U.S.-China renewed trade talks cause risk-on market’s sentiment.
As a result of an 80-minutes face-to-face meeting between the U.S. President Donald Trump and China President Xi Jingpin in the sideline of G20 summit in Osaka, Japan, trade talks are ‘back on track’. Although the same story happened in Argentina in November, and Trump announced ‘the biggest deal ever’, but talks were broke out in May, financial markets reacted with weekend gaps on major assets charts including currencies, commodities and stock indices. The risk-on sentiment was noticed for global equities, high-yield assets and emerging markets currencies as investors’ risk-on sentiment was supported by optimistic statements of the two largest economies’ leaders after the meeting.
Traders and investors in the foreign exchange market were watching the meeting closely as stakes were high in terms of possible trade war escalation and worsening prospects for the global economy. Several rumours were spread last week, including ultra-positive scenarios of a trade deal agreed right this weekend. The outcome of the summit caused deja-vu as Trump had similar announcements last November, which did not come true yet. However, the general market’s reaction was positive as the U.S. dollar gapped on the upside, equities soared and safe-haven gold price dropped on Monday market open.
"We had a very good meeting with President Xi of China, excellent, I would say excellent, as good as it was going to be," Trump in a press conference. "We discussed a lot of things and we're right back on track and we'll see what happens." As one of the steps forward in tough negotiations, Trump cancelled the ban for China’s Huawei tech giant, releasing the trade restrictions for the company. Another promise was to cancel additional import tariffs worth of $300 billion of Chinese goods.
On the other side, Chinese officials were trying to call for a trade war truce as restrictive measures hurt exporters, threatening to reduce the revenue from the largest export market. "The U.S. side said it would not add new tariffs on Chinese exports," Xinhua agency reported briefly. However, no details were revealed. Other sources report that China had already downplayed ‘a deal’, stating that there are lots of things to do before concluding any arrangements. One of the largest issues in trade talks remains the intellectual property as the U.S. blames China in stealing companies’ secrets for years. Another concern is the requirement to dramatically increase imports of U.S. goods in China, including agricultural, machinery and automotive products.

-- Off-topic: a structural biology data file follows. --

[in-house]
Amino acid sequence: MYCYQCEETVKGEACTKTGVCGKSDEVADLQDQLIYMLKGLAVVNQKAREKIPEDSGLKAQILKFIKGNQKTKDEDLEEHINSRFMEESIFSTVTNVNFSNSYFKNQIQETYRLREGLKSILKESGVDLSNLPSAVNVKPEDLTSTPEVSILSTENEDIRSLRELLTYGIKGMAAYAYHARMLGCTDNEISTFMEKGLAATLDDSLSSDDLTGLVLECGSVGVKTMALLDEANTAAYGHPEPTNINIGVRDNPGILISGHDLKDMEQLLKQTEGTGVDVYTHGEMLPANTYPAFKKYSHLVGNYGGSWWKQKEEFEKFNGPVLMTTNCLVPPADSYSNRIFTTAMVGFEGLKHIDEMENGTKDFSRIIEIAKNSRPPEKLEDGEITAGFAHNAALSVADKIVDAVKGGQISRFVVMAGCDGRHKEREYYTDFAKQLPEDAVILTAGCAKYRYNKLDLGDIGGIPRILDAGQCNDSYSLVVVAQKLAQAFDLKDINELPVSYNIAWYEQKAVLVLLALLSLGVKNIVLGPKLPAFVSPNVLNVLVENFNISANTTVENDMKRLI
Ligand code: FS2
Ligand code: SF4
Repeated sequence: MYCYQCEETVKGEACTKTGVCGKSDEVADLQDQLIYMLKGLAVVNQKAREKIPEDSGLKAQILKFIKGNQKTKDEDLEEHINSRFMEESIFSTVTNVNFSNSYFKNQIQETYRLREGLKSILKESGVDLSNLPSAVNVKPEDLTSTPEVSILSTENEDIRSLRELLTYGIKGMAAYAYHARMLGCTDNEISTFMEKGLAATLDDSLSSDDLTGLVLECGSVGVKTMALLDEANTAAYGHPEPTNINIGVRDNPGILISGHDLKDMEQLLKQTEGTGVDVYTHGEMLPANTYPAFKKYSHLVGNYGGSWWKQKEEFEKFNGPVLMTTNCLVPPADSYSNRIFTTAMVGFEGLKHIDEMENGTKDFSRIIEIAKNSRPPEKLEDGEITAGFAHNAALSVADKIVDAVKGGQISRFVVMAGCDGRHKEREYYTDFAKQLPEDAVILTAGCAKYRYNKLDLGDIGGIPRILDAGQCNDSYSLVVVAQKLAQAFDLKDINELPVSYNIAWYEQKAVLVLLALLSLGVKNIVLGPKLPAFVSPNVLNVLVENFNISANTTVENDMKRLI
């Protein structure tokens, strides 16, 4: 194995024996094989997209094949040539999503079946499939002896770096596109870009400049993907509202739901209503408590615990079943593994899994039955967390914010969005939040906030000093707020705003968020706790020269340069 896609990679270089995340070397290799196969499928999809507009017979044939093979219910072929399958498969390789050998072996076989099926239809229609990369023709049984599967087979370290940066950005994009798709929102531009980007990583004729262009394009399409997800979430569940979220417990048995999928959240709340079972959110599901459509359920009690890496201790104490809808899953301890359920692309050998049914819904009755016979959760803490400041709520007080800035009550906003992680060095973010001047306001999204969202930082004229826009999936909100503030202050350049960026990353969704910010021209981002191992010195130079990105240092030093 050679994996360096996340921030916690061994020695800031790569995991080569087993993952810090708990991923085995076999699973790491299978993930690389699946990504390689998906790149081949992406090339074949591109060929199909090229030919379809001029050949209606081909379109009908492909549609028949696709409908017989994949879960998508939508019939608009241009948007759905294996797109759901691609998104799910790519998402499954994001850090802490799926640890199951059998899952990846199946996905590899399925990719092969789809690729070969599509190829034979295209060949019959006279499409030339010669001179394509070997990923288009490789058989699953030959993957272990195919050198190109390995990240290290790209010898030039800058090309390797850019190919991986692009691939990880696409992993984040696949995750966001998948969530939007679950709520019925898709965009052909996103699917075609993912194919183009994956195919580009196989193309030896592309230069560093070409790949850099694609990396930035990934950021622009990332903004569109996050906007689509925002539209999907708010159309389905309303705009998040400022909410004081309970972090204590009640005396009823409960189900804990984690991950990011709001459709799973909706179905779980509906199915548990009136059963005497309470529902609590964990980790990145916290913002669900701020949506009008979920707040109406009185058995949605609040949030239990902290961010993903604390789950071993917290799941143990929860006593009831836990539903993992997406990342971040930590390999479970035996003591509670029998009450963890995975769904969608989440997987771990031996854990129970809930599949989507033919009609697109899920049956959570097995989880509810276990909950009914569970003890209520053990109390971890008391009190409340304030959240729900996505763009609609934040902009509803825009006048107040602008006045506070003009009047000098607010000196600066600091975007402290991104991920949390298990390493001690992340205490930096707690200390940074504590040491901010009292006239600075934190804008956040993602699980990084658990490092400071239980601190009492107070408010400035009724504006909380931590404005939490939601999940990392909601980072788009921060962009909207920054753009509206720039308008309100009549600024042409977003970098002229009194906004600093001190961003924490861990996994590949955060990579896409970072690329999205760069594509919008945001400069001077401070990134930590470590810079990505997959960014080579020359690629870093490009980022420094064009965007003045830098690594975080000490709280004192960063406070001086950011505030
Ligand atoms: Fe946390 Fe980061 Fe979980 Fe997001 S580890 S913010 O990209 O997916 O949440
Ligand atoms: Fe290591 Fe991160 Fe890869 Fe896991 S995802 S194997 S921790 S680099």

Other regions’ leaders reacted positively on the news as the trade war worries had a negative impact on global financial markets. "The trade relations between China and the United States are difficult, they are contributing to the slowdown of the global economy," European Commission President Jean-Claude Juncker noticed. "Cooperation and dialogue are better than friction and confrontation," he said. European currencies weakened versus the U.S. dollar in first trading hours on Monday.
The most significant shifts were noticed for emerging markets currencies and global equities. For instance, the Chinese Yuan gained the most strength as USD/CNH lost almost 0.5% by 5:00 AM GMT. Gold price dropped 1.2%, trading at around $1390 per ounce early Monday. Japan’s Nikkei 225 benchmark soared 2% in Asia, German DAX 30 edged higher for 1%, S&P 500 futures rose 0.60%.